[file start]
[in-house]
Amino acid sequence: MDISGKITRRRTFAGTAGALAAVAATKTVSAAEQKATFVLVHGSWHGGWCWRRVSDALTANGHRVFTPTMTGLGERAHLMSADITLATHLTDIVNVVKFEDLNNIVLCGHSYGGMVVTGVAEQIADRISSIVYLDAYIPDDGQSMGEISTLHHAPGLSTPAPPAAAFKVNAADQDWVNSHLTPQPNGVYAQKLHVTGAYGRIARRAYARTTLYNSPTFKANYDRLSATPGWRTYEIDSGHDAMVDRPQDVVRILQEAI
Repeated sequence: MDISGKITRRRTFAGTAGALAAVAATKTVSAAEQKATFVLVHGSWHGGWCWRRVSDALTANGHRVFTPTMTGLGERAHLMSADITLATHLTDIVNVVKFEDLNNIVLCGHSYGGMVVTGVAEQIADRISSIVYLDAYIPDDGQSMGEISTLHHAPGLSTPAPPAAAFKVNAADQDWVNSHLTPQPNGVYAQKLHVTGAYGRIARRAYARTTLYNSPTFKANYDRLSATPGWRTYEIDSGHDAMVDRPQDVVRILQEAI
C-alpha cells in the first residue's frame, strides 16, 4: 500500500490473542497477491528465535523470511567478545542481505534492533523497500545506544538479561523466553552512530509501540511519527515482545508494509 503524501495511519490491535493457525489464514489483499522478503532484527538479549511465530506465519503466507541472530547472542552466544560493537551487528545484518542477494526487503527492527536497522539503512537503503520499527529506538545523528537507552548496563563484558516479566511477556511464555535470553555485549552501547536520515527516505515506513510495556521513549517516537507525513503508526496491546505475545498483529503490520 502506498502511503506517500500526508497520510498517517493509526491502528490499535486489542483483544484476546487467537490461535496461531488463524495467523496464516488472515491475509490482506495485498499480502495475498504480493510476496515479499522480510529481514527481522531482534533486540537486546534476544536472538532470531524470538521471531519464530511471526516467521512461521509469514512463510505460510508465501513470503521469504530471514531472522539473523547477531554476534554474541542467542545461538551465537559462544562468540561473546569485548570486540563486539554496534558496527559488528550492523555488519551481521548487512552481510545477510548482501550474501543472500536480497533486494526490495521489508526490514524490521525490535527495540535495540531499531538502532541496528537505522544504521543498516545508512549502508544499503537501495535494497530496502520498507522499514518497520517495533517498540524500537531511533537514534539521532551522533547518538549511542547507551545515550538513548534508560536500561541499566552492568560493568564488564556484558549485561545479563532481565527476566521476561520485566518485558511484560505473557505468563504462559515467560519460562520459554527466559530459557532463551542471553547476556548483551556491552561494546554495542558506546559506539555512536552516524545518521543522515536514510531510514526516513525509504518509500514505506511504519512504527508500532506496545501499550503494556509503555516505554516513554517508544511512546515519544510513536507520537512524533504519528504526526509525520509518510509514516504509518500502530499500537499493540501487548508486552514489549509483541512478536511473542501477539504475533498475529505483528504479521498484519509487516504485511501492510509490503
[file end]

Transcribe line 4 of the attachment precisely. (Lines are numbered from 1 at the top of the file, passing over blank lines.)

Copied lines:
C-alpha cells in the first residue's frame, strides 16, 4: 500500500490473542497477491528465535523470511567478545542481505534492533523497500545506544538479561523466553552512530509501540511519527515482545508494509 503524501495511519490491535493457525489464514489483499522478503532484527538479549511465530506465519503466507541472530547472542552466544560493537551487528545484518542477494526487503527492527536497522539503512537503503520499527529506538545523528537507552548496563563484558516479566511477556511464555535470553555485549552501547536520515527516505515506513510495556521513549517516537507525513503508526496491546505475545498483529503490520 502506498502511503506517500500526508497520510498517517493509526491502528490499535486489542483483544484476546487467537490461535496461531488463524495467523496464516488472515491475509490482506495485498499480502495475498504480493510476496515479499522480510529481514527481522531482534533486540537486546534476544536472538532470531524470538521471531519464530511471526516467521512461521509469514512463510505460510508465501513470503521469504530471514531472522539473523547477531554476534554474541542467542545461538551465537559462544562468540561473546569485548570486540563486539554496534558496527559488528550492523555488519551481521548487512552481510545477510548482501550474501543472500536480497533486494526490495521489508526490514524490521525490535527495540535495540531499531538502532541496528537505522544504521543498516545508512549502508544499503537501495535494497530496502520498507522499514518497520517495533517498540524500537531511533537514534539521532551522533547518538549511542547507551545515550538513548534508560536500561541499566552492568560493568564488564556484558549485561545479563532481565527476566521476561520485566518485558511484560505473557505468563504462559515467560519460562520459554527466559530459557532463551542471553547476556548483551556491552561494546554495542558506546559506539555512536552516524545518521543522515536514510531510514526516513525509504518509500514505506511504519512504527508500532506496545501499550503494556509503555516505554516513554517508544511512546515519544510513536507520537512524533504519528504526526509525520509518510509514516504509518500502530499500537499493540501487548508486552514489549509483541512478536511473542501477539504475533498475529505483528504479521498484519509487516504485511501492510509490503